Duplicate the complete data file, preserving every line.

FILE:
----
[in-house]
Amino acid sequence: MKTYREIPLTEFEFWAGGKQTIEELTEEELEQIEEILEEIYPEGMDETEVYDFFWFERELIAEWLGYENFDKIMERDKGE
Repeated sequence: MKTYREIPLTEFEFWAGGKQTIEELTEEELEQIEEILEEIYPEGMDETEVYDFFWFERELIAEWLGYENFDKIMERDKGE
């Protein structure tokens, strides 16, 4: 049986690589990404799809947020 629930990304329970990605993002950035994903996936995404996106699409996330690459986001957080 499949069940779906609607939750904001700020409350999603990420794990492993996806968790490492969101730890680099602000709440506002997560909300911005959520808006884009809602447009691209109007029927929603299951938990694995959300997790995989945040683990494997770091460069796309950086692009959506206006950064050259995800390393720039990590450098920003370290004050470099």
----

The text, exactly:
[in-house]
Amino acid sequence: MKTYREIPLTEFEFWAGGKQTIEELTEEELEQIEEILEEIYPEGMDETEVYDFFWFERELIAEWLGYENFDKIMERDKGE
Repeated sequence: MKTYREIPLTEFEFWAGGKQTIEELTEEELEQIEEILEEIYPEGMDETEVYDFFWFERELIAEWLGYENFDKIMERDKGE
């Protein structure tokens, strides 16, 4: 049986690589990404799809947020 629930990304329970990605993002950035994903996936995404996106699409996330690459986001957080 499949069940779906609607939750904001700020409350999603990420794990492993996806968790490492969101730890680099602000709440506002997560909300911005959520808006884009809602447009691209109007029927929603299951938990694995959300997790995989945040683990494997770091460069796309950086692009959506206006950064050259995800390393720039990590450098920003370290004050470099």